But wait, that's not all. Recall now that the atoms/molecules of solid objects experience Brownian motion too. They themselves will be pushed "in the future" (or else sound communication will be possible by dragging a long steel cable inside and hitting it with a Morse hammer); granted, they'll progress towards the center at a lower speed than the air, but as inevitable as the "no time travel in the past".

Heh, one on top of the other, not only the Anisotropy is hostile to anything alive, but imagine what happens in the center of the Anisotropy with all that mass that is irresistible pulled towards a single point.

To my mind, a blackhole happens. Now, I don't know what to hope for

  1. Should I wish the Anisotropy is never lifted until the blackhole mass gets past the "very energetic Hawking radiation" stage? May take a significant mass, something like the entire Everest range, and then it's only a few centuries until the BH goes boom

  2. Should I wish the Anisotropy is never lifted? Well, that's a "Good-bye Earth", all one can hope the rate of Anisotropy substance accumulation is lower than the accretion speed of the BH at its center (and thanks God the BH is "in the future" and cannot affect the-past me directly)

  3. should I wish for the Anisotropy is lifted ASAP and everything around be done and dusted under and explosion of Hawking radiation?

  • $\begingroup$ I think you are on the money on your critiques here. I'd love to chat to explore some of these points. For the main issue, the best I can come up with is that the temporal effect has a hazy boundary. So on the scale of say a heart it is marginal, but at the scale of the whole person it is very noticeable. I'm not thrilled by this solution, but it's the best I have so far. $\endgroup$ Nov 8, 2021 at 19:37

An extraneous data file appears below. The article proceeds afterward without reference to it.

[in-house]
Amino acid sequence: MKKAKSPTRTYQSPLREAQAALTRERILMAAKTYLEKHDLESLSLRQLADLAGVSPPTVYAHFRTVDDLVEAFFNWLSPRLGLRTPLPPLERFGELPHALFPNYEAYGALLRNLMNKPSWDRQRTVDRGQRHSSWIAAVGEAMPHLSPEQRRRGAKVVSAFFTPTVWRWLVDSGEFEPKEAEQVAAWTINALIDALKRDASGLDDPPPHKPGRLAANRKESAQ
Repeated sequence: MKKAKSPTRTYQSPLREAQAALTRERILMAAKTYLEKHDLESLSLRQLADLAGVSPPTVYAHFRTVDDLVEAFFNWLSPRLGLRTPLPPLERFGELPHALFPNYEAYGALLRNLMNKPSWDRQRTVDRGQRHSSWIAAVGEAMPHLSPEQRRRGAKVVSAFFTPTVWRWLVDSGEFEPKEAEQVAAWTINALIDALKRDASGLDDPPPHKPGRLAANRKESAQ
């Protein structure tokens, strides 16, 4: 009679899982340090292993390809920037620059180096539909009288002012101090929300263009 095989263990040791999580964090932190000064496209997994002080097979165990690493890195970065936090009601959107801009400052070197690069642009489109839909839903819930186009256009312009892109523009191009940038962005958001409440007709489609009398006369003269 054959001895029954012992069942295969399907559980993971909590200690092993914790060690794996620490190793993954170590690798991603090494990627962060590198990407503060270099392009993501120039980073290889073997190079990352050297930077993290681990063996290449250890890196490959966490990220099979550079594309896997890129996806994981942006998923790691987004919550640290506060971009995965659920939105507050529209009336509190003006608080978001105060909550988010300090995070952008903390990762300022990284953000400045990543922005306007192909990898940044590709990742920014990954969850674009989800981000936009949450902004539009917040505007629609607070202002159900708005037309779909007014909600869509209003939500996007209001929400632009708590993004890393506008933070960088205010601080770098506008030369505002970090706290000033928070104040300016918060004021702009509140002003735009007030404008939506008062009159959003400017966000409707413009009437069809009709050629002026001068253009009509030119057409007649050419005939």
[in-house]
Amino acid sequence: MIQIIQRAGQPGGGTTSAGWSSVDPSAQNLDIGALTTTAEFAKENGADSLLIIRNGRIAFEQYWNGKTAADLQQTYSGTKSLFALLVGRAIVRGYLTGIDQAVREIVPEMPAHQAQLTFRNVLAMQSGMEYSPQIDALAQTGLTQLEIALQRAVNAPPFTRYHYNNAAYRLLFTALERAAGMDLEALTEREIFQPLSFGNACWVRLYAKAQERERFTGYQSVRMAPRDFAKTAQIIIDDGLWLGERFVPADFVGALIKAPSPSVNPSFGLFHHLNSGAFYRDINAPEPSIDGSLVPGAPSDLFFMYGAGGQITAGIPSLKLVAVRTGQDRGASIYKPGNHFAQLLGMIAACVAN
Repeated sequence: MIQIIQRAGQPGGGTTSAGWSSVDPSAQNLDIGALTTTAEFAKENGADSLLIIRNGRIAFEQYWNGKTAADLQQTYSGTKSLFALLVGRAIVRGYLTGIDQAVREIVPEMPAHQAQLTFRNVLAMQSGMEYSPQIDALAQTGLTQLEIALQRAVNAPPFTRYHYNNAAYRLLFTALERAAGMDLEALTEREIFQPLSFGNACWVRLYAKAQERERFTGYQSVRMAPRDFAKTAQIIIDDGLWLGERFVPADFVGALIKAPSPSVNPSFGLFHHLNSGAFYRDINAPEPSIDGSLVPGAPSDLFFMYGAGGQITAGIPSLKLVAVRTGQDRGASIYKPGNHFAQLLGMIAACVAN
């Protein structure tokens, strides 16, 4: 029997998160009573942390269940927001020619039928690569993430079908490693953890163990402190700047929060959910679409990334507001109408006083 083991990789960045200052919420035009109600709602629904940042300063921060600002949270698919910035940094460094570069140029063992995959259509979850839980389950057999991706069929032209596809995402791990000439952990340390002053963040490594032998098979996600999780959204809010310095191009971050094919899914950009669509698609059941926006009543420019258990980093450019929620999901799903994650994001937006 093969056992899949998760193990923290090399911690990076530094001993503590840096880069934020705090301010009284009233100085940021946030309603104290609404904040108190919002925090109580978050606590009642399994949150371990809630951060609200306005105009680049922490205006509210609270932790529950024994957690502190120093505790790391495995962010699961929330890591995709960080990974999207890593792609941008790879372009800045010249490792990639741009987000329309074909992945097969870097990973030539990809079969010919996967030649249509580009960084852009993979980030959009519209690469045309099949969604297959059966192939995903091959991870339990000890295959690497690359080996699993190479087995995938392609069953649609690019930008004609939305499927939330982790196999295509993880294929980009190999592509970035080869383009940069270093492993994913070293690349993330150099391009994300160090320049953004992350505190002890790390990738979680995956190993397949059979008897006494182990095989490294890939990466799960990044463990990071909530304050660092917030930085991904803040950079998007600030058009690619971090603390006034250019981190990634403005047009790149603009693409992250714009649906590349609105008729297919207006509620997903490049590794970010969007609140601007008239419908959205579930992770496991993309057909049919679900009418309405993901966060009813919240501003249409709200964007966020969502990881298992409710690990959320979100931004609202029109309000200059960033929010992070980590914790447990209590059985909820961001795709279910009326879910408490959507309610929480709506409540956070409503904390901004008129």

• $\begingroup$ I also agree about the larger issue of what a rescuer can reasonably do. You correctly identify breaching charges, which would be the main kit. I suppose the response crew could look at a street/topological map before going in, and identify "safe" routes passing through places most likely to entrap people. $\endgroup$ Nov 8, 2021 at 19:48
  • $\begingroup$ " hazy boundary. So on the scale of say a heart it is marginal, but at the scale of the whole person it is very noticeable" then I can arrange for a communication back with mini-relays spaced at a distance of width-of-a-human-hearth - either a line or a network of them. Each relay with its own power source, communicating by sort of a hearth-beat morse code. $\endgroup$ Nov 9, 2021 at 0:53
  • $\begingroup$ "breaching charges, ... through places most likely to entrap people." and perhaps killing the entrapped people who cannot back off at a safe distance, people who you cannot see unless you get close to them, in which case you're trapped together with the breaching charges. Maybe you may want to operate a rather shortish jackhammer, with the pick (or spade) oscillating over distances of heart-beats. A honest-to-God-ultrasonic screwdriver (as opposed to miracle-ultrasonic ones) may also serve the purpose, assuming indestructible horns and miniature yet mighty power sources. $\endgroup$ Nov 9, 2021 at 1:04
  • $\begingroup$ Speaking of "miniature yet mighty power sources" - if you don't have these, forget about the rescue. $\endgroup$ Nov 9, 2021 at 1:04

The larger limiting factor that you seem to have mentioned then ignored is that apart from pre-event records there is no data about what lies beyond the event horizon. The best course of action available to a would-be rescue force in this scenario is to signal those within the event in every way possible to move inward then deploy S&R teams to comb inward along carefully planned routes based on the pre-event layout of the area within the event horizon to cover all possible routes to salvation. They've no way to know how successful those teams are, or their ultimate fate so they're going to have to send several waves along different full coverage routes to maximise their chances of success.


Realistically unless those outside know there is a way to survive past the barrier, and they have no data to indicate that there is, they're likely to assume everyone within is dead and unlikely to "throw good money after bad". Abandonment of those within by anyone not directly emotionally invested in their safety seems likely. Those who go in will have loved ones behind the barrier and going in after them will be seen as an elaborate form of suicide.

  • $\begingroup$ Actually this is one of the most glaring things I feel I overlooked. Modern emergency services (at least in my country) have a mantra of crew safety is the primary concern. No commander would send in a team to a situation like this, and no team member would follow a direction into such an unknown outcome. $\endgroup$ Nov 8, 2021 at 7:38